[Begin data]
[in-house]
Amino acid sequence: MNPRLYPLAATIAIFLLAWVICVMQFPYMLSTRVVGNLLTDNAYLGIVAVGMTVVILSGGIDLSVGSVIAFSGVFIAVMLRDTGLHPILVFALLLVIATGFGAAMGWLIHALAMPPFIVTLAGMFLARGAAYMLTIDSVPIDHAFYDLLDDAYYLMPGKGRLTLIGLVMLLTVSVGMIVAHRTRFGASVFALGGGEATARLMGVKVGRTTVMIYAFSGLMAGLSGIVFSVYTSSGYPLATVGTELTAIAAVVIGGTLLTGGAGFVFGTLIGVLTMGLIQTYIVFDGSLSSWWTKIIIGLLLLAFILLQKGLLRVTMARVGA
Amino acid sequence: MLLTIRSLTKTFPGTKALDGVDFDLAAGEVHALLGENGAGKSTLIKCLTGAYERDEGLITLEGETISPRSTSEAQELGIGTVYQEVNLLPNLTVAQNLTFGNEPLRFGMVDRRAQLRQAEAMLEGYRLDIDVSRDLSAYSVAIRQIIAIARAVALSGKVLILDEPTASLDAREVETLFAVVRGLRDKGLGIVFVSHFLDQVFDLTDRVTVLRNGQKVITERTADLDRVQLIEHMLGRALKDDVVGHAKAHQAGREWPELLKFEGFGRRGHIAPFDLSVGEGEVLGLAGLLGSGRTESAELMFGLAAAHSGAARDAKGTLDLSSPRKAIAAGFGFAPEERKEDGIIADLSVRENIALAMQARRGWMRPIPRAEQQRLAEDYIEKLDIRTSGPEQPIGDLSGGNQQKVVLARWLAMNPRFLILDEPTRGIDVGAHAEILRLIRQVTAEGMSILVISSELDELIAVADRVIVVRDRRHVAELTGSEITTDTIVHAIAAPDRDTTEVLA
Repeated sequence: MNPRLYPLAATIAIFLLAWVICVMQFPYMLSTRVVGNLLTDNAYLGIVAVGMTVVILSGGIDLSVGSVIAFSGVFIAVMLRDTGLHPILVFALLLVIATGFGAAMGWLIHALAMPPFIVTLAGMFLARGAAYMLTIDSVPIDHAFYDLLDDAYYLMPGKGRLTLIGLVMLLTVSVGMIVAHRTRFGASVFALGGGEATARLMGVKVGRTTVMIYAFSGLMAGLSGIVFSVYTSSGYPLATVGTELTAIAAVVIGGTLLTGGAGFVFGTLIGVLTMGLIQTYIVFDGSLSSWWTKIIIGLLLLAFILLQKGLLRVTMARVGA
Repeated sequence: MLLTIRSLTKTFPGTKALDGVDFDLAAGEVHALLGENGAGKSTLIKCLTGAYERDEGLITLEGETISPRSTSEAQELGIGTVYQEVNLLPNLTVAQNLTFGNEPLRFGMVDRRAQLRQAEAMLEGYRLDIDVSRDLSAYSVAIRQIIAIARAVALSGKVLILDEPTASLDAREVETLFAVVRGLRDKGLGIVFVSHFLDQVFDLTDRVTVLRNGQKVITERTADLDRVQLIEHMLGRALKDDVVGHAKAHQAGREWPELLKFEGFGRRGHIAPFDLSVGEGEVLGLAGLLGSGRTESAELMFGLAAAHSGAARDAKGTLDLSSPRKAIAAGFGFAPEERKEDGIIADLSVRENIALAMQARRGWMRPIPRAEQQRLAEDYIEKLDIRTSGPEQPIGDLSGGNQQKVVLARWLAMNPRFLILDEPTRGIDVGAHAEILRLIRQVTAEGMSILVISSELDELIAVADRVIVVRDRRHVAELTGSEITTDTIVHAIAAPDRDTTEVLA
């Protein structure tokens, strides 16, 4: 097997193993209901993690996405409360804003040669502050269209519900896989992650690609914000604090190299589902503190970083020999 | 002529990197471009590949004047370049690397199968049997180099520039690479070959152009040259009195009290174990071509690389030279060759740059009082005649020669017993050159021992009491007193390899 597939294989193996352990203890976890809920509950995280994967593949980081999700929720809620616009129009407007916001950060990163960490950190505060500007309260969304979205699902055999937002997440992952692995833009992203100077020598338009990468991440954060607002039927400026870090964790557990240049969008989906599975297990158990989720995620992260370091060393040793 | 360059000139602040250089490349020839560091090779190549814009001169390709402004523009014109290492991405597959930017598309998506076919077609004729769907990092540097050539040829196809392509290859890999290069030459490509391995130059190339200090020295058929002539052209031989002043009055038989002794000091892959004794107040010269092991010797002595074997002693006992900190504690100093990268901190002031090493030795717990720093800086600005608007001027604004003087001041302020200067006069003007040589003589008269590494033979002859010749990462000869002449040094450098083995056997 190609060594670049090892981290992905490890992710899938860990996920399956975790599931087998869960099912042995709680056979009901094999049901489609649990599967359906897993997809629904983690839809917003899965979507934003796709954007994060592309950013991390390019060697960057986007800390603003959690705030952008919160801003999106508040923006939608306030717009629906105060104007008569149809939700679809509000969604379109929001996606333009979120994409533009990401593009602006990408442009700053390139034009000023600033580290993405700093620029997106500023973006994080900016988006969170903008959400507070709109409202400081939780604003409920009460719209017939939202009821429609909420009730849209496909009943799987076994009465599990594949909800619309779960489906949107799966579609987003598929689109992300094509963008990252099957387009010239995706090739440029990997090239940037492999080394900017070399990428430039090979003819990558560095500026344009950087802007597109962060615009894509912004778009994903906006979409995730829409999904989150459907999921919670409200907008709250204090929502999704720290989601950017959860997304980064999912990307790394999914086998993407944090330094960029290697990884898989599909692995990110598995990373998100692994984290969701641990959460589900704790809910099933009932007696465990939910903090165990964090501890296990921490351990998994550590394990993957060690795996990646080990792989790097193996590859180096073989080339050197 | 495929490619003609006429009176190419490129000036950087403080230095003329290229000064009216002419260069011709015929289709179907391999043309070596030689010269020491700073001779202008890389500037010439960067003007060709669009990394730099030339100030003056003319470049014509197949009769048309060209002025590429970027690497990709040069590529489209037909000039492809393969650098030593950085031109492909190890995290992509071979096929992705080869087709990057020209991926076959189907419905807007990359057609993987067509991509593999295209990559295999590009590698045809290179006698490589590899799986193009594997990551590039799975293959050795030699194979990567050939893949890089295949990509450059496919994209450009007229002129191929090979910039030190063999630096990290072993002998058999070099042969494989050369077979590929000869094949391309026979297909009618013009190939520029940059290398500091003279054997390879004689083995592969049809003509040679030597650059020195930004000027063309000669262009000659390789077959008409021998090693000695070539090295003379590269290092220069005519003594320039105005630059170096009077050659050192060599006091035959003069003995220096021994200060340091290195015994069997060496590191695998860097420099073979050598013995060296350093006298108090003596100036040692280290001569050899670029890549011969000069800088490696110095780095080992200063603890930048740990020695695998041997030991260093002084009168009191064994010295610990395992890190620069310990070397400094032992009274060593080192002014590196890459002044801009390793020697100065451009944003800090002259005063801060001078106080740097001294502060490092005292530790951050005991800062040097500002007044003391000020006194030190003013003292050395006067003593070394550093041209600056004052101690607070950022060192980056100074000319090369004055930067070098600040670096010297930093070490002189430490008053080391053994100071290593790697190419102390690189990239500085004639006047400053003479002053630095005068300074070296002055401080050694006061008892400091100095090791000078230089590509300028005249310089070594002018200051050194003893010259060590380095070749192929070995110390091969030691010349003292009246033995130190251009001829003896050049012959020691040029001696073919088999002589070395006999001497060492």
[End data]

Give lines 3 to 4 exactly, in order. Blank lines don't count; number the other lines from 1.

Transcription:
Amino acid sequence: MLLTIRSLTKTFPGTKALDGVDFDLAAGEVHALLGENGAGKSTLIKCLTGAYERDEGLITLEGETISPRSTSEAQELGIGTVYQEVNLLPNLTVAQNLTFGNEPLRFGMVDRRAQLRQAEAMLEGYRLDIDVSRDLSAYSVAIRQIIAIARAVALSGKVLILDEPTASLDAREVETLFAVVRGLRDKGLGIVFVSHFLDQVFDLTDRVTVLRNGQKVITERTADLDRVQLIEHMLGRALKDDVVGHAKAHQAGREWPELLKFEGFGRRGHIAPFDLSVGEGEVLGLAGLLGSGRTESAELMFGLAAAHSGAARDAKGTLDLSSPRKAIAAGFGFAPEERKEDGIIADLSVRENIALAMQARRGWMRPIPRAEQQRLAEDYIEKLDIRTSGPEQPIGDLSGGNQQKVVLARWLAMNPRFLILDEPTRGIDVGAHAEILRLIRQVTAEGMSILVISSELDELIAVADRVIVVRDRRHVAELTGSEITTDTIVHAIAAPDRDTTEVLA
Repeated sequence: MNPRLYPLAATIAIFLLAWVICVMQFPYMLSTRVVGNLLTDNAYLGIVAVGMTVVILSGGIDLSVGSVIAFSGVFIAVMLRDTGLHPILVFALLLVIATGFGAAMGWLIHALAMPPFIVTLAGMFLARGAAYMLTIDSVPIDHAFYDLLDDAYYLMPGKGRLTLIGLVMLLTVSVGMIVAHRTRFGASVFALGGGEATARLMGVKVGRTTVMIYAFSGLMAGLSGIVFSVYTSSGYPLATVGTELTAIAAVVIGGTLLTGGAGFVFGTLIGVLTMGLIQTYIVFDGSLSSWWTKIIIGLLLLAFILLQKGLLRVTMARVGA